Subsidies and the poor
It is commonly argued that subsidies to basic resources should be retained because removing them would harm the poor. Similarly, particular industries must be protected, since it is the poor who work there. Subsidies simply represent transfers of wealth or risk from one party to another that occur by government action rather than by mutual market agreement. These transfers can be good or bad; they can be done efficiently or inefficiently. Provision of food to starving people is certainly a subsidy, since the recipients are not paying for what they receive. However, few would argue that such a policy should not occur. Rather, debate would center on the most effective ways to provide that food so the costs were low and domestic farmers—who hold the key for preventing future famines—would have an incentive to increase food production rather than to leave farming (as sometimes occurs when markets are flooded with foreign food).
Nonetheless, some of the internal dynamics of how new subsidy policies are created and distributed suggest that much of the economic value of these policies supports more powerful groups in society, not the poor. This is common in natural resource subsidization, even for policies that appear on their face to support the poor. For example, the International Energy Agency recently pointed out that subsidies to kerosene in many developing countries ostensibly to help the poor are often helping the middle class instead. The poorest populations rely on even more basic cooking fuels such as dung, and benefit only peripherally from subsidies to kerosene.
The pattern is repeated around the world. The reason is a logical one: subsidies allocate substantial resources to subgroups of the population. When the funding is large, the recipient groups are willing to invest at least a portion of those gains to lobby for new subsidies and to protect old ones, a process referred to as "rent seeking" behavior. The need for sophistication, connections, and funds to invest in such a process means that the rich, educated, and well connected portions of society tend to be much more likely to obtain benefits in complicated political economies. Under this framework, it makes perfect sense that the bulk of the subsidies flow to the wealthier segments of the population. Political representatives often face the wrath of these segments whenever they promote any type of reform. This pattern is quite clear even in the United States. For example, while there are subsidies to heating fuels for the poor, the funding is a pittance compared to the many billions that flow primarily to corporations or wealthier investors to support new energy development.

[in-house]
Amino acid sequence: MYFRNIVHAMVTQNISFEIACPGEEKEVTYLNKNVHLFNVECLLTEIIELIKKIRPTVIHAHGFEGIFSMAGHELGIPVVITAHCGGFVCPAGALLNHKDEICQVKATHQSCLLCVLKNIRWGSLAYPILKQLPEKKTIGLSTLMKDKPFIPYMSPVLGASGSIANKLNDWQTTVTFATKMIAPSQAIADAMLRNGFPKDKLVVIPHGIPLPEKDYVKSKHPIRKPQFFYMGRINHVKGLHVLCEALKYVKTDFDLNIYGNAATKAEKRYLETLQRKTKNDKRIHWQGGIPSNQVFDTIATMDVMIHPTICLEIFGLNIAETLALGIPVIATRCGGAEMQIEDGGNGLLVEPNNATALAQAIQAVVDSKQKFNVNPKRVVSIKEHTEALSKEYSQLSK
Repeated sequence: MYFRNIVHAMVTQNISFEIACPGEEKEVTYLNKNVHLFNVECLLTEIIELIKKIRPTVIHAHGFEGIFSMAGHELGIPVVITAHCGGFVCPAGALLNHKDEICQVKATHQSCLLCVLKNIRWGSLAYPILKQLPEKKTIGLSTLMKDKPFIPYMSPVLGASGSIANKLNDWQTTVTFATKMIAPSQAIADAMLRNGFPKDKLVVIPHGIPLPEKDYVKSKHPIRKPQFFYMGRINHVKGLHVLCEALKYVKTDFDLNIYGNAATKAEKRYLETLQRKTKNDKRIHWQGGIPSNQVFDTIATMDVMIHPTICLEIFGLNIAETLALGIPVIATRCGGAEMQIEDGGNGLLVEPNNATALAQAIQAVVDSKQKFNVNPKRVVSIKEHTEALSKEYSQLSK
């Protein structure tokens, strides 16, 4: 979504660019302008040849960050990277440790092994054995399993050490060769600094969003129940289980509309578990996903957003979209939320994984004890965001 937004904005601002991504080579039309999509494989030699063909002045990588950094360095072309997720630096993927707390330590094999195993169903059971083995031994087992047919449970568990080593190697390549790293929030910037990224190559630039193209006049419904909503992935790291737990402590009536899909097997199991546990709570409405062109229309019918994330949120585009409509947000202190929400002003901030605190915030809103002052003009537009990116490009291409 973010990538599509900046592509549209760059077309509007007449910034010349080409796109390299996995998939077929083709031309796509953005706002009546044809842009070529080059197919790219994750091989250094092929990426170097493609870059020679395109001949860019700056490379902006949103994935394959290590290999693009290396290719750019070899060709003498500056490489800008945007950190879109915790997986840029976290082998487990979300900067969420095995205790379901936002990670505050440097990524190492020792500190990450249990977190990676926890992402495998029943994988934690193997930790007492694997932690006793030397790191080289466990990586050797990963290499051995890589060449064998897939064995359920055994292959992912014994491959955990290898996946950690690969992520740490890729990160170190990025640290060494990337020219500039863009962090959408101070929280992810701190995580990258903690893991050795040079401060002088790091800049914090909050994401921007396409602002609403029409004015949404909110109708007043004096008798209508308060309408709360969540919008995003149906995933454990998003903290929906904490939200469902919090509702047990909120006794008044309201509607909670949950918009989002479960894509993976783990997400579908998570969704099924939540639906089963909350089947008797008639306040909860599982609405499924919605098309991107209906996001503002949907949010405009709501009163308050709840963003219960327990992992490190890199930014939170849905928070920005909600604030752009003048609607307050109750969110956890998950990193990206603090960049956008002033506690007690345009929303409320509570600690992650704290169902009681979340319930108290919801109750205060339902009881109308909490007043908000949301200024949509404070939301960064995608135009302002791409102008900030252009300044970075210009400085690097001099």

This diversion of funds leaves fewer public resources for the real poor. Yet, the powerful interests supporting subsidization are extremely difficult to challenge. In virtually every case, the economically-efficient solution would be to let markets set commodity prices and to provide lump sum subsidies (a direct cash payment) to the poor instead. Yet in reality, many countries would be unable to implement such a system of payments. Where governments are corrupt and/or disorganized, there is no political will or infrastructure to distribute the funds, and payments for the poor would likely be diverted to other, unrelated uses. As a result, subsidies to basic commodities can transfer value that allows the poor to live, but often does so at a much higher economic cost.
The role of political power in subsidy policies suggests the need for a good deal of skepticism when evaluating new claims on public funds. Alternative mechanisms for delivering support to the poor should be evaluated. In addition, if basic goods for the poor remained subsidized while the billions flowing to wealthier interests in other forms were curbed, we would likely see a great deal of environmental improvement. We might also see many more funds available to meet the basic needs of the poor.
Regardless of how they are provided, subsidies have a similar effect on the marketplace. Subsidized activities become less expensive relative to unsubsidized activities. This can encourage overinvestment in these activities (or overconsumption of the subsidized products). Equally importantly, decisions to leave the market are slowed. As a result, newer technologies—which are often more environmentally friendly—face additional barriers to entering a market and growing.